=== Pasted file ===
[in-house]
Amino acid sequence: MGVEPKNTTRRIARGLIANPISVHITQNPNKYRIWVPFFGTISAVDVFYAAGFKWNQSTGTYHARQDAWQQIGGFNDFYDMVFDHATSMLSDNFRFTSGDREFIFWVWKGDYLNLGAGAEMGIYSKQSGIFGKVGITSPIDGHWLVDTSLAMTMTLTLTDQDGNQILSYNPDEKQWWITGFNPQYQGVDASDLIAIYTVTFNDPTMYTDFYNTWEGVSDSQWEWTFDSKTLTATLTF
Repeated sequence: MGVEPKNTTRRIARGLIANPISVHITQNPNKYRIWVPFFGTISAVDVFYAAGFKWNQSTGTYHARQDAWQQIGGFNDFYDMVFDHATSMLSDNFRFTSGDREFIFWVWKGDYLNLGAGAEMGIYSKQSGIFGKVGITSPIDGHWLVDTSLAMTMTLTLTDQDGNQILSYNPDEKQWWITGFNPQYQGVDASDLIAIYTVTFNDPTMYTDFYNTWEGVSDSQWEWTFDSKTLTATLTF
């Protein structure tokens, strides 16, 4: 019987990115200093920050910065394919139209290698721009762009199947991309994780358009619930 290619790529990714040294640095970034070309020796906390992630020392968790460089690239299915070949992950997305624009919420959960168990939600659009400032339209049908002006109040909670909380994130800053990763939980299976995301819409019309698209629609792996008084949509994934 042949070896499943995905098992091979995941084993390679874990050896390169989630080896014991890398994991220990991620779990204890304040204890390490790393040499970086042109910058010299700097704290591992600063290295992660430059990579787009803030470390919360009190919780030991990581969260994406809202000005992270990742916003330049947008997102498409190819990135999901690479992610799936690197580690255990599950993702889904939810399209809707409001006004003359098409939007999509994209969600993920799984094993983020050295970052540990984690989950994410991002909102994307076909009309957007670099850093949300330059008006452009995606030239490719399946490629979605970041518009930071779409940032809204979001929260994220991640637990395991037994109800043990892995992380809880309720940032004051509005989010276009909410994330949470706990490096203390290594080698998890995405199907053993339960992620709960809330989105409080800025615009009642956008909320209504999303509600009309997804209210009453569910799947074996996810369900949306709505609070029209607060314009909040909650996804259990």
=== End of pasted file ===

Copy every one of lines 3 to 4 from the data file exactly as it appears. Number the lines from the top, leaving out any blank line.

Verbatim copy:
Repeated sequence: MGVEPKNTTRRIARGLIANPISVHITQNPNKYRIWVPFFGTISAVDVFYAAGFKWNQSTGTYHARQDAWQQIGGFNDFYDMVFDHATSMLSDNFRFTSGDREFIFWVWKGDYLNLGAGAEMGIYSKQSGIFGKVGITSPIDGHWLVDTSLAMTMTLTLTDQDGNQILSYNPDEKQWWITGFNPQYQGVDASDLIAIYTVTFNDPTMYTDFYNTWEGVSDSQWEWTFDSKTLTATLTF
């Protein structure tokens, strides 16, 4: 019987990115200093920050910065394919139209290698721009762009199947991309994780358009619930 290619790529990714040294640095970034070309020796906390992630020392968790460089690239299915070949992950997305624009919420959960168990939600659009400032339209049908002006109040909670909380994130800053990763939980299976995301819409019309698209629609792996008084949509994934 042949070896499943995905098992091979995941084993390679874990050896390169989630080896014991890398994991220990991620779990204890304040204890390490790393040499970086042109910058010299700097704290591992600063290295992660430059990579787009803030470390919360009190919780030991990581969260994406809202000005992270990742916003330049947008997102498409190819990135999901690479992610799936690197580690255990599950993702889904939810399209809707409001006004003359098409939007999509994209969600993920799984094993983020050295970052540990984690989950994410991002909102994307076909009309957007670099850093949300330059008006452009995606030239490719399946490629979605970041518009930071779409940032809204979001929260994220991640637990395991037994109800043990892995992380809880309720940032004051509005989010276009909410994330949470706990490096203390290594080698998890995405199907053993339960992620709960809330989105409080800025615009009642956008909320209504999303509600009309997804209210009453569910799947074996996810369900949306709505609070029209607060314009909040909650996804259990």